03/10/2016 3:36PM

Crist: Big Brother needed for NYRA board meetings

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Racing’s worst reality-TV show returned to the airwaves after a three-month hiatus Thursday with a one-hour meeting of the New York Racing Association Reorganization Board. The largely government-appointed NYRARB was established by New York Gov. Andrew Cuomo in 2012 to replace the old NYRA board he had dissolved. It has held 24 meetings, all of them streamed live on the Internet as part of Cuomo’s demands for “accountability” and “transparency.”

Thursday’s episode was no less contrived or more informative than its predecessors. Now in its fifth calendar year of existence, the NYRARB has yet to have a single meaningful public discussion regarding its sole reason to exist: its mandate to create a plan to return New York racing to private, nonprofit control. More than a year after its initial deadline to present such a plan, the board once again was silent Thursday while saying that the long-awaited plan will be presented for board approval as soon as next month. What’s in it is anyone’s guess.

This is accountability and transparency?

This is not the fault of the people installed on the board or in NYRA’s executive offices. By any metrics, New York racing is doing pretty well these days, especially when compared to some other prominent jurisdictions. Purses are up, fatal accidents are down, the racing product and simulcast presentation are strong, and handle on New York races has surpassed California’s as the nation’s highest.

The board meetings have become little more than staged recitations of these statistics, which are ultimately supposed to showcase the wisdom and success of the governor’s office. These self-congratulatory presentations leave little or no time for discussions of the organization’s or the sport’s future, or for issues the wagering public actually cares about, such as takeout rates and withholding-tax reform.

Will Aqueduct remain in business? Will Belmont be renovated as a year-round facility? What, if anything, will replace the defunct OTB system in New York City? Will there ever be another Breeders’ Cup in New York? The answers to these questions, far from transparent, remain entirely opaque.

Instead, the board wastes its time on items such as Thursday’s lengthy discussion of whether NYRA should endorse the proposed Tonko-Barr bill to establish a national anti-doping regulatory authority. The Jockey Club-backed bill has failed to gather a critical mass of support within the industry or much interest in the halls of Congress, and lobbyists say it has less than a 1 in 100 chance of even being introduced. The board voted to back it anyway because, as one board member put it, “We can support it without spending any money.”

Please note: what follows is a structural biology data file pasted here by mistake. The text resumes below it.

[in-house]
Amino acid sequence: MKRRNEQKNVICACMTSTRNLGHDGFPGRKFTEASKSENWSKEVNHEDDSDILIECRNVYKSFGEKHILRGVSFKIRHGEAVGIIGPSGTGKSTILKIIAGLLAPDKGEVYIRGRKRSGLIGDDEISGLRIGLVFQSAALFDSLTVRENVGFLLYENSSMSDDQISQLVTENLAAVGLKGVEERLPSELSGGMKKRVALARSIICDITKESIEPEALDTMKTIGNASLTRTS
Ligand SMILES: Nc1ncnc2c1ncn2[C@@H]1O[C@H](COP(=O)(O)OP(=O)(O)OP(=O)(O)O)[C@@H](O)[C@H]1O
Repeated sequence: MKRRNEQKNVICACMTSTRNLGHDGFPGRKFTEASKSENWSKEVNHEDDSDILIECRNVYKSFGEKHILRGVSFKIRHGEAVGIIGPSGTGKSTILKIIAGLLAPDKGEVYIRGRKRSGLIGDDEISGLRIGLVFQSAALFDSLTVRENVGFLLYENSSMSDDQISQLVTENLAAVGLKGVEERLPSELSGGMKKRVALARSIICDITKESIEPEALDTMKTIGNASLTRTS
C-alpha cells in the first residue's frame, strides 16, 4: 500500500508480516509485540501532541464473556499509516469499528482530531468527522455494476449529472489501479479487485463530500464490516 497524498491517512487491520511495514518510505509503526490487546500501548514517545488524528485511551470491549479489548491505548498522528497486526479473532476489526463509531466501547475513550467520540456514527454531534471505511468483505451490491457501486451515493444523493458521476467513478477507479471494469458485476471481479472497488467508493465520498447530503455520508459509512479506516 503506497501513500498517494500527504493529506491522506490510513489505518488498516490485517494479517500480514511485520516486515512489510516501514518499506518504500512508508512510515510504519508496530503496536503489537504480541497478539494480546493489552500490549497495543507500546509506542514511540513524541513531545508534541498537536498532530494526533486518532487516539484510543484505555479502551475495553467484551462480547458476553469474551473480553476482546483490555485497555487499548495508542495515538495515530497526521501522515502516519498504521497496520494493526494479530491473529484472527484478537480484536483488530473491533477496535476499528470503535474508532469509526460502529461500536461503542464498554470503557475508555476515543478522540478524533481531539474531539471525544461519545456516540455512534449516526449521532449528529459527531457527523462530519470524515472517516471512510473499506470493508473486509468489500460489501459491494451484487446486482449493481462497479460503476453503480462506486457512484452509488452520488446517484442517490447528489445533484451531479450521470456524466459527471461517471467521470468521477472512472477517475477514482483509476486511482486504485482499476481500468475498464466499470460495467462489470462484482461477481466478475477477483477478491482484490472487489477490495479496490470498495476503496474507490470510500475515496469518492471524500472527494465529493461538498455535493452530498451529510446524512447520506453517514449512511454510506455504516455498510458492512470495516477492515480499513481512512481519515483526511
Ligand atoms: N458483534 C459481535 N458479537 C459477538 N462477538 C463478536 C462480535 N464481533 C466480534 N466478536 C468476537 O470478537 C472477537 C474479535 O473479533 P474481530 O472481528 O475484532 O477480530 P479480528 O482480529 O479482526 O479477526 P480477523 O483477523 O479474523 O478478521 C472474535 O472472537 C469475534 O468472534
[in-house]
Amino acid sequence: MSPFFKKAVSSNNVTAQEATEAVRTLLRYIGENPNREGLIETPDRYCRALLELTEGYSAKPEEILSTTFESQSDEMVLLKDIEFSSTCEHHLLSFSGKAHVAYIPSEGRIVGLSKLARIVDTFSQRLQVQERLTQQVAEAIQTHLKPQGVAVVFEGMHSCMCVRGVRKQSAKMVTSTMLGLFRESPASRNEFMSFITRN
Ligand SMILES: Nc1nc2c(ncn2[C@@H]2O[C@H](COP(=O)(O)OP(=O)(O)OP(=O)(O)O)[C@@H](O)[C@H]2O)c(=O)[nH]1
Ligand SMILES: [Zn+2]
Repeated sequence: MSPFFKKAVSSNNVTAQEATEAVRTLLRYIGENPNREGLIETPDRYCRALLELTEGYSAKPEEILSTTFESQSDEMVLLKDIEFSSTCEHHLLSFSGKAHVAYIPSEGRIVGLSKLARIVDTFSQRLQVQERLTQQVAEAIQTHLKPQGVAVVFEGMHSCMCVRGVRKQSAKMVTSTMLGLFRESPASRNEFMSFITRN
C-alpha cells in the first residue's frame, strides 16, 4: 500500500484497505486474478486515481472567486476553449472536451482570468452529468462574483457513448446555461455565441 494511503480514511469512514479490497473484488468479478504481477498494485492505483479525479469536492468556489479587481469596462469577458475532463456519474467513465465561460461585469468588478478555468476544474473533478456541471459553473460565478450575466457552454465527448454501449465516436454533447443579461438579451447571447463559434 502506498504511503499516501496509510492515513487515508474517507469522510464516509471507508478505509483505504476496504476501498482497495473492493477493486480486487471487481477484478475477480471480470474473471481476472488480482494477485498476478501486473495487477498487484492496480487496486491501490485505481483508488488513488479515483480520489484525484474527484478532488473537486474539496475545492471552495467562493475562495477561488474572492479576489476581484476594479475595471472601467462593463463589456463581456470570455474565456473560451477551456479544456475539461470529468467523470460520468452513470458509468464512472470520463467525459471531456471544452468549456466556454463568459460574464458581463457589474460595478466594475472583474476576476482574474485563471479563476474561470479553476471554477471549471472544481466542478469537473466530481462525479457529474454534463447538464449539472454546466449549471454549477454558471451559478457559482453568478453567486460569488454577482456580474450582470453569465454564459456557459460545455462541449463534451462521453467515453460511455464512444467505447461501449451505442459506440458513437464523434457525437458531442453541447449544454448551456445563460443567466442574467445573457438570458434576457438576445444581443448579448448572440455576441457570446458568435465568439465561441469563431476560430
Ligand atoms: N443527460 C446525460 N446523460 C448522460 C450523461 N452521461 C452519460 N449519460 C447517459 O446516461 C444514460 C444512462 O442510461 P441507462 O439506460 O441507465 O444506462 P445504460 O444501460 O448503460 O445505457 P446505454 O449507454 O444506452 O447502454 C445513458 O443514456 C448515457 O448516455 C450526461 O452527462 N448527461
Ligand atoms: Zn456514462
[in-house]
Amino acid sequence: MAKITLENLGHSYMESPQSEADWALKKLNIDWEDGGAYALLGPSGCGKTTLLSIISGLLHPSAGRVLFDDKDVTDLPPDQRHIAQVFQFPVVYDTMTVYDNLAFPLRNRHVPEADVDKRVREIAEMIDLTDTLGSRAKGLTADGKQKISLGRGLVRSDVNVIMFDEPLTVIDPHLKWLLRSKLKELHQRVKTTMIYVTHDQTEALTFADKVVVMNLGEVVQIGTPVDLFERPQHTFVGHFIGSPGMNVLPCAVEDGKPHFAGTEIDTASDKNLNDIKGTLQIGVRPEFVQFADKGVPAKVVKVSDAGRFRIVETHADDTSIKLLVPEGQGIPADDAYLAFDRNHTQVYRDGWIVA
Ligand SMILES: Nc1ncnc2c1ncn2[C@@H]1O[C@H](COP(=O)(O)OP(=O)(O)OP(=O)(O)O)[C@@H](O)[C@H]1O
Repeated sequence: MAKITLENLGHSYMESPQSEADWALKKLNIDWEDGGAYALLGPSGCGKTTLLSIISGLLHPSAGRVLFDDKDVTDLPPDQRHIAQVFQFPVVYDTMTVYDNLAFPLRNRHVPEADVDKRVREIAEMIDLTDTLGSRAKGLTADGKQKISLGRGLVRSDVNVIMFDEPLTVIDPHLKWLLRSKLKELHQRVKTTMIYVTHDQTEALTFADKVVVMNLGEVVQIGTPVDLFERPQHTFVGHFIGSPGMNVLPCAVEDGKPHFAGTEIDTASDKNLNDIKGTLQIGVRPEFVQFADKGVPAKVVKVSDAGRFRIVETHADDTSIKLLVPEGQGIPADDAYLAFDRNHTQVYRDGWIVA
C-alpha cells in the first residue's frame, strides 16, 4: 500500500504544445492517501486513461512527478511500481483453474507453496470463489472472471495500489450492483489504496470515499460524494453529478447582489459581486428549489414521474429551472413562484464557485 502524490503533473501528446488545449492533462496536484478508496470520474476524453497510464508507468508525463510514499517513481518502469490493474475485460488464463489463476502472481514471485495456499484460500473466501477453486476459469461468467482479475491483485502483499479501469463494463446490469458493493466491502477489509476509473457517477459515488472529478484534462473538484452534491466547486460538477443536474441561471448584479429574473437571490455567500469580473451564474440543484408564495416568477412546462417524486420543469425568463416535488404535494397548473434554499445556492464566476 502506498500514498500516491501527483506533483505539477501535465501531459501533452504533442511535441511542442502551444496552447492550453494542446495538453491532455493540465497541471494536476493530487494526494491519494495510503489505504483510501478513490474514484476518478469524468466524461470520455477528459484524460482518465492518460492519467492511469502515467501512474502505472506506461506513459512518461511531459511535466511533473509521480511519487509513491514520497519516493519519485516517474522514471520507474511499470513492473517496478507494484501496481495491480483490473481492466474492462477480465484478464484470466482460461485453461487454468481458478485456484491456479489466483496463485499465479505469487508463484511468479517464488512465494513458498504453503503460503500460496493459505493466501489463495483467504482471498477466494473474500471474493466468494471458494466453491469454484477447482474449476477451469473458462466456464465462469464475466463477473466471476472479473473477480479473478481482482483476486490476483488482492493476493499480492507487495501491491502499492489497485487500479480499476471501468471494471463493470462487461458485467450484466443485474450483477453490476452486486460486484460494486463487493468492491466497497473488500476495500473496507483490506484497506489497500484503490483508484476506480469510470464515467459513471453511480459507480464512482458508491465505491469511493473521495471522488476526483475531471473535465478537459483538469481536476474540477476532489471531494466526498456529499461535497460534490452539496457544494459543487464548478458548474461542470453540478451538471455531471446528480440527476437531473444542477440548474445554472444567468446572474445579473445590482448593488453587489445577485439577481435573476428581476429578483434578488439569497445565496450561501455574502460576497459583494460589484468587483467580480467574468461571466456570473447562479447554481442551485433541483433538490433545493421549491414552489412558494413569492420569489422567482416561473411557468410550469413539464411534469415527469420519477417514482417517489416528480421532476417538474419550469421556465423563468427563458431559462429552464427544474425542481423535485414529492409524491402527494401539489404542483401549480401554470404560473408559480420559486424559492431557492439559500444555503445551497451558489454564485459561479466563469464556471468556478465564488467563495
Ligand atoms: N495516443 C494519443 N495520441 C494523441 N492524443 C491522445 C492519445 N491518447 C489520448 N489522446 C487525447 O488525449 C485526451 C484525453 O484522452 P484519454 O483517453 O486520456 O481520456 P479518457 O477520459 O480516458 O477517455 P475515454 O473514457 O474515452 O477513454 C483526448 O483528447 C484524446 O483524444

After the board spent 20 minutes discussing whether to support a dead-on-arrival piece of legislation, it devoted roughly two minutes to the report of its long-term planning committee. That committee said it will finally make its recommendations next month in the form of a reorganization plan, proposed legislation, and a business plan, which will be presented to the board “for approval.”

Even after years of sloth, this seems hasty and presumptuous. Will anyone outside the board, such as the sport’s customers and participants, be given a chance to weigh in? Will the plan be pre-approved, and to what extent was it authored, by the governor’s office? To what extent will state bureaucrats, rather than racing people, continue to make the rules?

Decision-making regarding the future of New York racing has never been less transparent, and it is folly to think that broadcasting board meetings accomplishes anything. Real businesses conduct their board meetings in private and argue their way through disagreements. Of course the NYRARB meetings seem fake because no one is going to discuss things like competitive business strategies or personnel issues with the public listening in. The illusion that business is being conducted in clear public view actually accomplishes the opposite of its supposed purpose: It limits and discourages frank discussion.

The myth of transparency moves from disingenuous to dangerous when it means that there is in fact no meaningful public discussion of the future. Like other reality-TV shows, this one is scripted and insincere, promulgating the fiction that the public is getting an insider’s view of something real.